Trading goods along social networks since 2003
March 26, 2009 9:49 AM   Subscribe

Kate Rich has run the Feral Trade grocery business trading goods along social networks since 2003. Feral Trade forges new, 'wild' trade routes between art, business and social interaction. Goods hitchhike on other sources of movement, harnessing the surplus freight potential of social and cultural travel to haul grocery items intercity, often using other artists and curators as mules. An online courier database provides a live, public view of all movements in the network.
posted by furtive (18 comments total) 7 users marked this as a favorite
Not quite Web 2.0 quality but interesting nonetheless.
posted by furtive at 9:49 AM on March 26, 2009

Non-snark request: Can someone please translate this post, as well as Feral Trade's statement, into plain English/layman's terms?
posted by CitrusFreak12 at 10:00 AM on March 26, 2009

"Anti-depressant" herbs from Bulgaria brought over by Easyjet?

Customs officer:What are these herbs, sir?

Courier: I'm a courier for an informal network of artists moving goods of dubious origin and composition across national borders in what we call a feral trade route.

Customs officer: That's veeeery interesting. These rubber gloves were supplied to me by a formal organisation that we call the government. Now bend over.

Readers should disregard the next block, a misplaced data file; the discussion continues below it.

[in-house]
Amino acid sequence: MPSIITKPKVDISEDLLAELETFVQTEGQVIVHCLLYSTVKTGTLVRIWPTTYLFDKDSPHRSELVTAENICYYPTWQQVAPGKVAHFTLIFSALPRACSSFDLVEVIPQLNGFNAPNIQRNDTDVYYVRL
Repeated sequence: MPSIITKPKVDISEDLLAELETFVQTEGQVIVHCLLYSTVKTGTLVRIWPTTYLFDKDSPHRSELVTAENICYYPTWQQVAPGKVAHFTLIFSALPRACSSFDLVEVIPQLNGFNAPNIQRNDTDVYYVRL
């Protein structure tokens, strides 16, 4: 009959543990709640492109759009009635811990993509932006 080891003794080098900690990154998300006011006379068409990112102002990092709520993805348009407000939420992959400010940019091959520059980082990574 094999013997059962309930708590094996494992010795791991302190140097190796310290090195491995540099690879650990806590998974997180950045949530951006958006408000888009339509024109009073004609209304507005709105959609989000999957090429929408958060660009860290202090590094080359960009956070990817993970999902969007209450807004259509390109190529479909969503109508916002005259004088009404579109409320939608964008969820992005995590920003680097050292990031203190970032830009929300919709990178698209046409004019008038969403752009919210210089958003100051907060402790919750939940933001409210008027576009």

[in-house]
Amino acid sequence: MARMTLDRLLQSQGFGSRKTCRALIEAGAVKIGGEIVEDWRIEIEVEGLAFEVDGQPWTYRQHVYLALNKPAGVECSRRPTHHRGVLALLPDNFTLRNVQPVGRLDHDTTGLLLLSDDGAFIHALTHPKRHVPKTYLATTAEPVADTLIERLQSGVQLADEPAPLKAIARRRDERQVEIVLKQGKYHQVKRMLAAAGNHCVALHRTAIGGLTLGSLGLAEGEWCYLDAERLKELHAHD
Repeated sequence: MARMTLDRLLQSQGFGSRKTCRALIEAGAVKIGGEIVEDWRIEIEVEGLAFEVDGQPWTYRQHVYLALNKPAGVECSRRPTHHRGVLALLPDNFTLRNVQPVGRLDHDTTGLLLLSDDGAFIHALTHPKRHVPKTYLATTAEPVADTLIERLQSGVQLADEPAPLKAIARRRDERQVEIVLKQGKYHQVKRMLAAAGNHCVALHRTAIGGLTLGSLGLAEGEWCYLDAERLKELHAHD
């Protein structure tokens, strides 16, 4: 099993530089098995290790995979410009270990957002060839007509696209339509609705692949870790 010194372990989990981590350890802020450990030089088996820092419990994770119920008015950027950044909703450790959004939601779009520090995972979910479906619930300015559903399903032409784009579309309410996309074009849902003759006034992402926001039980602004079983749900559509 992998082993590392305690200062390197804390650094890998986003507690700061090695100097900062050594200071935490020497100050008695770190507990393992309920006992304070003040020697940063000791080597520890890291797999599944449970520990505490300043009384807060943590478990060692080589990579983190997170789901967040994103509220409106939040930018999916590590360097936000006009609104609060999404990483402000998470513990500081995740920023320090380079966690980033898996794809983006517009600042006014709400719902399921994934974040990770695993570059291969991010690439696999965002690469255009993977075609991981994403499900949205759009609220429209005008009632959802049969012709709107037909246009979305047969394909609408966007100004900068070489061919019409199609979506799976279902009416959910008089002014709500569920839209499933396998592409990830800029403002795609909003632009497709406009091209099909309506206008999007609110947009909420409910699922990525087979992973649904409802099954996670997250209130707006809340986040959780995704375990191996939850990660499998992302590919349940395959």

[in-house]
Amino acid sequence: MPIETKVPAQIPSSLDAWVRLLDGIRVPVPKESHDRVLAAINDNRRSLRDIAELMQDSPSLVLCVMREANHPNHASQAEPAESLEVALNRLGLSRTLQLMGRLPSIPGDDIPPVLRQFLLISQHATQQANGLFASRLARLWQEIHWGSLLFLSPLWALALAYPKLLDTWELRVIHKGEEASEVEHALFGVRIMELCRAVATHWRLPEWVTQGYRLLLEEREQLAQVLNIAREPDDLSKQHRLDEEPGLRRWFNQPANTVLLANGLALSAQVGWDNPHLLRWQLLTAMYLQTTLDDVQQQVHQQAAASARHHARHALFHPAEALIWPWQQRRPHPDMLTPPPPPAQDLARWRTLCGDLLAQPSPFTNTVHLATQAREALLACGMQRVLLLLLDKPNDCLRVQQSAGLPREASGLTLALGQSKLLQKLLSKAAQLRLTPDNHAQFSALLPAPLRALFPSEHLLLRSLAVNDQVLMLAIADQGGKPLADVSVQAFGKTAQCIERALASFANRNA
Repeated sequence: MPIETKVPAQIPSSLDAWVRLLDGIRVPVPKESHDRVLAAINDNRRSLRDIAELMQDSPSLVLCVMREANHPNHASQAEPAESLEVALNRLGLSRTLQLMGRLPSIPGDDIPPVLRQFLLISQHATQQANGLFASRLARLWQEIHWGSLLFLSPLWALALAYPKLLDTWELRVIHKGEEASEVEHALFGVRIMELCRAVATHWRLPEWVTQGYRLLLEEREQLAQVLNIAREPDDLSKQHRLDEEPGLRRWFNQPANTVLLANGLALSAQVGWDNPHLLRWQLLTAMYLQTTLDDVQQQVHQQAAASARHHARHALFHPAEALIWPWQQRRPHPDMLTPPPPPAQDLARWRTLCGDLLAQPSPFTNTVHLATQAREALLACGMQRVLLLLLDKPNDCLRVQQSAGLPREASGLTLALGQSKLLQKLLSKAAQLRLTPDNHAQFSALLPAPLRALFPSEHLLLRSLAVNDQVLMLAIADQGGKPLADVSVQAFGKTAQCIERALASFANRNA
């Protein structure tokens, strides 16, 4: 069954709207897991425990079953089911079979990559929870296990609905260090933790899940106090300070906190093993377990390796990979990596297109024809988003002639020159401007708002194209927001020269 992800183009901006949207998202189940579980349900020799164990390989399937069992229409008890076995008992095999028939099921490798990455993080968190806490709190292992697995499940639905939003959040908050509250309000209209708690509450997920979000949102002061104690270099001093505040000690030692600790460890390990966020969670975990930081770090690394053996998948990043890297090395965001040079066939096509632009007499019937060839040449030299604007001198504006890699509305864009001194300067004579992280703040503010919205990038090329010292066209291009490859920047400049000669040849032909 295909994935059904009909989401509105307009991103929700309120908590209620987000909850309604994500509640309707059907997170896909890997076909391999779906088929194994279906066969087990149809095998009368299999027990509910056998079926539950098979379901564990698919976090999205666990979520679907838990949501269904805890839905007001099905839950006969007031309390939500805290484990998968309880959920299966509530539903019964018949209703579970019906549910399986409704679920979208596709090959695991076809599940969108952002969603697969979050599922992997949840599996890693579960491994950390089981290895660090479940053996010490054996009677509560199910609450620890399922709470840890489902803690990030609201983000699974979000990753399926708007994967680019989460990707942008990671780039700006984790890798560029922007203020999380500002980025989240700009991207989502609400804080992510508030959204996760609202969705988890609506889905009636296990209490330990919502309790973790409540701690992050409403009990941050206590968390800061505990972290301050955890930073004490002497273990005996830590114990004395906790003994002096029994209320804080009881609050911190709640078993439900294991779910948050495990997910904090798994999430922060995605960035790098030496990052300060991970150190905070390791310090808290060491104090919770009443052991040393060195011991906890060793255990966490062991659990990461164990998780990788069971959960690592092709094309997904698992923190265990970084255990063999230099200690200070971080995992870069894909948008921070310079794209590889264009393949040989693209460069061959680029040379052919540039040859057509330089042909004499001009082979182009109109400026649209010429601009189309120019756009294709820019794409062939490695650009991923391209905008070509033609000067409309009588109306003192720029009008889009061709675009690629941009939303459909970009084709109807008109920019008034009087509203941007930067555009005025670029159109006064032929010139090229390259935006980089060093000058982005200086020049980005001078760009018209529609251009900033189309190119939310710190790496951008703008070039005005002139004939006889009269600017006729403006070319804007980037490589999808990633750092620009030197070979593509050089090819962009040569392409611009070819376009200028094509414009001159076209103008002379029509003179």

posted by MuffinMan at 10:00 AM on March 26, 2009 [3 favorites]

Can someone please translate this post, as well as Feral Trade's statement, into plain English/layman's terms?

When you go there, can you buy me some and bring it back?

Where "there", "you" and "some" are all variables.
posted by DU at 10:18 AM on March 26, 2009 [4 favorites]

posted by DU at 10:23 AM on March 26, 2009

Mildly interesting. I like the log best since I'm one to obsessively track my UPS packages. A more coherent explanation is here:

"It all started because I wanted some decent coffee for my bar," explains Kate Rich, the British-based artist-cum-import-export entrepreneur. "Everyone said I should get Fair Trade, but the packaging was patronizing, full of these sentimental images and information about how the farmer could now send his children to school. But what did he know about how I spend my money?"

In 2003, Rich ended up sourcing coffee directly from the Cooperativa de Caficultores Nonualcos in San Pedro Nonualco, El Salvador, for her customers at the Cube Microplex bar in Bristol. Coining the process Feral Trade, she began a series of projects that cut across art and business. Two years later, packets of coffee are continuously exported from the cooperative cinema to destinations in the UK and Europe over various social, cultural, familial and vocational networks.